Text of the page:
Factor X Activity (Stuart Prower Factor)

Create a Free Account to View Prices


Turnaround Time: 2 - 3 days
CPT Code:


Test Type: 1 mL Plasma, frozen


Evaluate an isolated, prolonged PT, evaluate prolongation of both the aPTT and PT, and to document factor X deficiency.6-8

Direct Xa or thrombin inhibitor therapy may cause factitiously low results.

To evaluate an isolated prolonged PT or to evaluate prolongation of both the APTT and PT and to document factor X deficiency.6-8 Factor X is a 54.8 kilodalton vitamin K-dependent glycoprotein coagulation factor that is produced by the liver.6 Normal factor X's plasma concentration is approximately 10 mg/mL and half-life is about 40 hours.6 Factor X activation occurs by both the extrinsic and intrinsic pathways. Factor X deficiency should be considered when a patient with bleeding history has both extended protime (PT) and activated partial thromboplastin time (aPTT). The dilute Russell viper venom (dRVVT) measures the activation of factor X and will be prolonged in patients with deficiency.7,8 Congenital factor X deficiency is rare and is inherited as an autosomal recessive trait.6 This condition affects both males and females.6 A few cases of combined congenital factor II, VII, IX, and X factor deficiencies have been reported.6

Acquired deficiencies occur with significant hepatic dysfunction, with vitamin K antagonist (warfarin) therapy, and in individuals with vitamin K deficiency.6,7 Factor X deficiency may be associated with primary systemic amyloidosis.6,8 Isolated factor X deficiency may also occur in patients with respiratory infections, acute myeloid leukemia, amyloidosis, and with other malignancies.7 Acquired specific factor X inhibitors are rare in patients without congenital deficiency.6,7 Symptoms (homozygotes) include hematoma formation, postsurgical hemorrhage, menorrhagia, hematuria, and umbilical cord hemorrhage.6,7 Factor X plasma activity <30% may result in excessive bleeding following a traumatic event.6 Spontaneous bleeding similar to that observed in severe hemophilia may occur when the activity is <1%.6,7

1. Adcock DM, Kressin DC, Marlar RA. Effect of 3.2% vs 3.8% sodium citrate concentration on routine coagulation testing. Am J Clin Pathol. 1997 Jan; 107(1):105-110. PubMed 8980376

2. Reneke J, Etzell J, Leslie S, Ng VL, Gottfried EL. Prolonged prothrombin time and activated partial thromboplastin time due to underfilled specimen tubes with 109 mmol/L (3.2%) citrate anticoagulant. Am J Clin Pathol. 1998 Jun; 109(6):754-757. PubMed 9620035

3. National Committee for Clinical Laboratory Standardization. Collection, Transport, and Processing of Blood Specimens for Coagulation Testing and General Performance of Coagulation Assays; Approved Guideline. 5th ed. Villanova, Pa: NCCLS; 2008. Document H21-A5:28(5).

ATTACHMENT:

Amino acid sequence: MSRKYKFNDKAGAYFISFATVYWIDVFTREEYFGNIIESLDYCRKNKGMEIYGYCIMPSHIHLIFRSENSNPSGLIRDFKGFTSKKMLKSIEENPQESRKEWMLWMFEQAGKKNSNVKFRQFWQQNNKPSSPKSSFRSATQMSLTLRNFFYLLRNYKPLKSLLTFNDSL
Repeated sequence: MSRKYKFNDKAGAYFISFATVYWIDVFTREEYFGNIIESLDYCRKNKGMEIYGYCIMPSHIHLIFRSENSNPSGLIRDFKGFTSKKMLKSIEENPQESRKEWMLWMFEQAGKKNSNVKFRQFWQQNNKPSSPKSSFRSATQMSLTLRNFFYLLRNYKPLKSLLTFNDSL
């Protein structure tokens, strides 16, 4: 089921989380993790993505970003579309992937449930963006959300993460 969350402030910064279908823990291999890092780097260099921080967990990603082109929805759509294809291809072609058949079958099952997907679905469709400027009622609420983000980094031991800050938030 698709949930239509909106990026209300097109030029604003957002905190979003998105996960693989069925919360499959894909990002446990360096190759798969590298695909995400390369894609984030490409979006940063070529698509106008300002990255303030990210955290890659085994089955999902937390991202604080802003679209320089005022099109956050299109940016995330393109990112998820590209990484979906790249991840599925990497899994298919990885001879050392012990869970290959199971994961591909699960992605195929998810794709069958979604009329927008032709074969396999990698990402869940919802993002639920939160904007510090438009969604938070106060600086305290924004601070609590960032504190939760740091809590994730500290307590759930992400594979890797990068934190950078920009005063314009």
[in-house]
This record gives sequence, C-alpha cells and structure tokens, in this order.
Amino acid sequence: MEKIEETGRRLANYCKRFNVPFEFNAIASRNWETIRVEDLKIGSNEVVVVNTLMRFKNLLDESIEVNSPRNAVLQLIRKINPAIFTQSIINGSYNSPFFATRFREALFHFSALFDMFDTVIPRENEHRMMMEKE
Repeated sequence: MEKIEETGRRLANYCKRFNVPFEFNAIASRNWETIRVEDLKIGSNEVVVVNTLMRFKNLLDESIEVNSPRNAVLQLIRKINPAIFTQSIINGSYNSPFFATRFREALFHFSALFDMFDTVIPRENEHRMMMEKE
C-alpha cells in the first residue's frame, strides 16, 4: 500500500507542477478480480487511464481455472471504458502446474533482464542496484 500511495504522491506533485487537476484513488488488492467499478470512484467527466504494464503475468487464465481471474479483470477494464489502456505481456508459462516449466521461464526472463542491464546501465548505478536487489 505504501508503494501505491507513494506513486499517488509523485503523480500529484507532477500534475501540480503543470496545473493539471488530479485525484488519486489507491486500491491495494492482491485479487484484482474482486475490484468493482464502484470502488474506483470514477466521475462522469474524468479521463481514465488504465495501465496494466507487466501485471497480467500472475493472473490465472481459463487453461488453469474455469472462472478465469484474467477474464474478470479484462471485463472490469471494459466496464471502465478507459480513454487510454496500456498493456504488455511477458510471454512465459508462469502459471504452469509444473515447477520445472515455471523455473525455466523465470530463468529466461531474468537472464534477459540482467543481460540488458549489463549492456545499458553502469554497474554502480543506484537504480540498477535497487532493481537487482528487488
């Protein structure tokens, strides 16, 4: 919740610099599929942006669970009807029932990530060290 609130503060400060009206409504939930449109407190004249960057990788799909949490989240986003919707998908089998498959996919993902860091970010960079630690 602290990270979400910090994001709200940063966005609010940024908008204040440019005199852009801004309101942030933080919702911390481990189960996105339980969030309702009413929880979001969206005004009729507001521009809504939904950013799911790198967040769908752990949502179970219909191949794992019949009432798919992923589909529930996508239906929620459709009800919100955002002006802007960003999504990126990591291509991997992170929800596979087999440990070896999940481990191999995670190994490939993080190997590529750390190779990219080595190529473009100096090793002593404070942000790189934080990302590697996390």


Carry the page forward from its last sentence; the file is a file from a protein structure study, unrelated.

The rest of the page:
4. Gottfried EL, Adachi MM. Prothrombin time and activated partial thromboplastin time can be performed on the first tube. Am J Clin Pathol. 1997 Jun; 107(6):681-683. PubMed 9169665

5. McGlasson DL, More L, Best HA, Norris WL, Doe RH, Ray H. Drawing specimens for coagulation testing: Is a second tube necessary? Clin Lab Sci. 1999 May-Jun; 12(3):137-139. PubMed 10539100

6. Adcock DM, Bethel MA, Macy PA. Coagulation Handbook. Aurora, Colo: Esoterix-Colorado Coagulation; 2006.

7. Roberts HR, Escobar MA. Less common congenital disorders of hemostasis. In: Kitchens CS, Alving BM, Kessler CM, eds. Consultative Hemostasis and Thrombosis. Philadelphia, Pa: WB Saunders Co; 2002: 57-71.

8. Triplett DA. Coagulation abnormalities. In: McClatchey KD, ed. Clinical Laboratory Medicine. 2nd ed. Philadelphia, Pa: Lippincott Williams and Wilkins; 2002:1033-1049.

Van Cott EM, Laposata M. Coagulation. In: Jacobs DS, DeMott WR, Oxley DK eds. Laboratory Test Handbook With Key Word Index. Hudson, Ohio: Lexi-Comp; 2001:327-358.

Collection Details:

Patient Preparation:

Ideally, the patient should not be on anticoagulant therapy. Avoid warfarin (Coumadin®) therapy for two weeks prior to the test and heparin, direct Xa, and thrombin inhibitor therapies for about three days prior to testing.

Collection Instructions:

If the patient's hematocrit exceeds 55%, the volume of citrate in the collection tube must be adjusted.

Blue-top (sodium citrate) tube.

Blood should be collected in a blue-top tube containing 3.2% buffered sodium citrate.1 Evacuated collection tubes must be filled to completion to ensure a proper blood-to-anticoagulant ratio.2,3 The sample should be mixed immediately by gentle inversion at least six times to ensure adequate mixing of the anticoagulant with the blood. A discard tube is not required prior to collection of coagulation samples unless the sample is collected using a winged (butterfly) collection system. With a winged blood collection set a discard tube should be drawn first to account for the dead space of the tubing and prevent under-filling of the evacuated tube.4,5 When noncitrate tubes are collected for other tests, collect sterile and nonadditive (red-top) tubes prior to citrate (blue-top) tubes. Any tube containing an alternative anticoagulant should be collected after the blue-top tube. Gel-barrier tubes and serum tubes with clot initiators should also be collected after the citrate tubes.